More court costs for Slater and co-defendants in defamation entree, abandons appeal in another case

More costs awarded against Cameron Slater for more court failures, and also against co-defendants Carrick Graham (and Facilitte Communications Limited) and Katherine Rich (and NZ Food and Grocery Council) – and this is just an entree in a defamation  case brought against them by Sellman, Swinburn and Bradbrook.

Slater’s counsel have also applied to withdraw from representing him.

It follows this decision in November: SELLMAN v SLATER [2018] NZHC 3057 [23 November 2018]

[4] On Monday 25 February 2019, Mr Henry, his junior and his instructing solicitor sought to withdraw from representing Mr Slater because they no longer had instructions as at Friday 22 February 2019. He advised Mr Slater had voluntarily applied to be adjudicated bankrupt, needed to be isolated from stress and there were extensive legal fees outstanding.

Sounds like no money, no lawyer.

[8] Mr Salmon, for the plaintiffs, seeks costs on their successful applications and costs on the unsuccessful applications of Mr Slater, Mrs Rich and the NZFGC…The total of costs sought by the plaintiffs is $24,063.90.

[12] I consider the plaintiffs succeeded in relation to the applications, as follows:

(a) completely, in opposing Mr Slater’s application to exclude documents from the proceeding;

(b) substantially, in applying for particular discovery by Mr Slater, Mr Graham and FCL;

(c) to a limited extent, for the avoidance of doubt and for updating purposes, in applying for particular discovery against Mrs Rich and the NZFGC;

(d) substantially, in opposing Mrs Rich’s and the NZFGC’s application for particular discovery;

(e) completely, in applying to examine Mr Slater and Mr Graham orally

[14] …I consider the overall interests of justice are best served by awarding costs, as sought, to the plaintiffs, to be borne: 50 per cent by Mr Slater; 33 per cent by Mr Graham and FCL; and 17 per cent by Mrs Rich and NZFGC.

So that’s about $12,000 awarded against Slater in addition to ‘extensive legal fees outstanding’, and he is still required to be orally examined – from the November judgment:

[60] I have examined Mr Slater’s and Mr Graham’s answers to interrogatories. I am concerned their statements that Whaleoil did not publish blogposts for reward are not consistent with the evidence to which the plaintiffs point, which suggests that was done in specific instances. They are inconsistent with reasonable inferences from the
emails obtained by the plaintiffs. And they are inconsistent with Mr Graham belatedly accepting he did do so in respect of blog posts about Mr Clague once evidence of that was adduced. I am also concerned a number of other aspects of the interrogatories may not have been properly responded to, regarding: who was the author of the blog posts; the involvement of each of the defendants in their preparation; downloading of blog posts; authorship of the comments; and payments received. I consider Mr Slater and Mr Graham have made insufficient answer to the interrogatories.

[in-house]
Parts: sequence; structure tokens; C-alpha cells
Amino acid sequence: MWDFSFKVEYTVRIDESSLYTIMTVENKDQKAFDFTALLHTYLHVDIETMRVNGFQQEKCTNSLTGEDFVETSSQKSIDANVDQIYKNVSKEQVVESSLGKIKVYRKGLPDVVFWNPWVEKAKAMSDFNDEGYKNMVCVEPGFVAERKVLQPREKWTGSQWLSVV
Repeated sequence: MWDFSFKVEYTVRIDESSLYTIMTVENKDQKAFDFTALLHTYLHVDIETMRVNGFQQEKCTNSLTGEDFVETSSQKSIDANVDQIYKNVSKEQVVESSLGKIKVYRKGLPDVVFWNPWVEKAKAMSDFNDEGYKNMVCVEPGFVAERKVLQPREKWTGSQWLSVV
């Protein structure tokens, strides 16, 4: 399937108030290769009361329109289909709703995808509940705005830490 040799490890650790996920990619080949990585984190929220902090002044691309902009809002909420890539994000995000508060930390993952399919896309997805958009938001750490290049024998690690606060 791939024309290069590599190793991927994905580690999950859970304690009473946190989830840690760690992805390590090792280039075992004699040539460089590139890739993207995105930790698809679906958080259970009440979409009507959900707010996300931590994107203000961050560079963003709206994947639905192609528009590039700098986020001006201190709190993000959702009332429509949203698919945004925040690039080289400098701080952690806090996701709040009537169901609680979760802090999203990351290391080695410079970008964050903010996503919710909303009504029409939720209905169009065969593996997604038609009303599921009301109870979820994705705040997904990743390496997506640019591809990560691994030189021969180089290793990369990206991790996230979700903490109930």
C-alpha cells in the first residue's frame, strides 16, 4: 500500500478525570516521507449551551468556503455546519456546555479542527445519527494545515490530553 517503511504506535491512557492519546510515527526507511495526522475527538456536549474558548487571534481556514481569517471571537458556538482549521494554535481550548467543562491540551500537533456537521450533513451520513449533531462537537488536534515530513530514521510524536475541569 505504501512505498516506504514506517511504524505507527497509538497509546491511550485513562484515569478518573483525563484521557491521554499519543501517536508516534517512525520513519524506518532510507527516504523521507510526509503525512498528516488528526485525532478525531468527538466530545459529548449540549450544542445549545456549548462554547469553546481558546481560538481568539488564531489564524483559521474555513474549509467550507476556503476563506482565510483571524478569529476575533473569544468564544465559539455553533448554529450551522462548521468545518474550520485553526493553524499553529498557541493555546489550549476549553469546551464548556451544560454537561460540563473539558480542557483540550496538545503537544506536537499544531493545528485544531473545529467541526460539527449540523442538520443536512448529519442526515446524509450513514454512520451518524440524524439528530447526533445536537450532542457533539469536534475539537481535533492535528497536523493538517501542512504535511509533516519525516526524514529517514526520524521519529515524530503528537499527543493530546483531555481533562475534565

[61] I consider the most efficient means to elicit answers to the plaintiffs’ questions is for Mr Slater and Mr Graham to attend Court for up to one day to be orally examined.

Slater has brought much of this on himself, through his initial actions, and subsequently by failing to deal with court proceedings properly, and refusing to conceded or apologise. He has voluntarily gone bankrupt, and has tried to avoid further proceedings claiming ill health, but it doesn’t look like the financial and legal stress is going to ease up yet.

He has choices – he could try to bring all this to a conclusion, or he could keep digging himself into a bigger quagmire.

JUDGMENT No 7 OF PALMER J [Costs]

And also today: Whale Oil blogger Cameron Slater abandons appeal against defamation court ruling

Whale Oil blogger Cameron Slater is no longer appealing a High Court decision which found he defamed businessman Matthew Blomfield.

Slater was set to appeal the decision. However, the Court of Appeal confirmed on Monday that the appeal, which was scheduled to be heard on March 25, had been abandoned by parties acting for Slater. That means the High Court ruling stands.

The court is yet to decide how much money Slater will have to pay Blomfield in damages.

On the High Court decision: Blomfield v Slater defamation – no credible defence

So Slater has effectively conceded no credible defence.

This follows an award of $70,000 against Slater by the Human Rights Review Tribunal of $70,000 last week – Human Rights Tribunal slams Cameron Slater